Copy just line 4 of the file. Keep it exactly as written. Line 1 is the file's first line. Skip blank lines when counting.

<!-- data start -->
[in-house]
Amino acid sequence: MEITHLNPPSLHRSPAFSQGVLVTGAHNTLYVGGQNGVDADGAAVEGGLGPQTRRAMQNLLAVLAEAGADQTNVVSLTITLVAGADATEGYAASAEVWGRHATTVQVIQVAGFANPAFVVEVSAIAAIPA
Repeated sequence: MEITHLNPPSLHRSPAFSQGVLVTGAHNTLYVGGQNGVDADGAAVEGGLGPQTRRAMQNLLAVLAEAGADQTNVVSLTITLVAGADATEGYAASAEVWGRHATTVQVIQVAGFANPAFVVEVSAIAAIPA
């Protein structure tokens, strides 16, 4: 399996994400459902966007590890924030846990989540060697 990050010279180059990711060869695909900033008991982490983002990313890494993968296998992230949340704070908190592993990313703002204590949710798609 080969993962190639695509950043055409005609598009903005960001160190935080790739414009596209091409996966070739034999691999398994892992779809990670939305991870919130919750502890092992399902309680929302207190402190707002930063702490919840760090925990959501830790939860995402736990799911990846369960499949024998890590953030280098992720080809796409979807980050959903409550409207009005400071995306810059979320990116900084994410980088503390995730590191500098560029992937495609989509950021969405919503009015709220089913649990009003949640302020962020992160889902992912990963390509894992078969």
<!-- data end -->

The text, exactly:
């Protein structure tokens, strides 16, 4: 399996994400459902966007590890924030846990989540060697 990050010279180059990711060869695909900033008991982490983002990313890494993968296998992230949340704070908190592993990313703002204590949710798609 080969993962190639695509950043055409005609598009903005960001160190935080790739414009596209091409996966070739034999691999398994892992779809990670939305991870919130919750502890092992399902309680929302207190402190707002930063702490919840760090925990959501830790939860995402736990799911990846369960499949024998890590953030280098992720080809796409979807980050959903409550409207009005400071995306810059979320990116900084994410980088503390995730590191500098560029992937495609989509950021969405919503009015709220089913649990009003949640302020962020992160889902992912990963390509894992078969």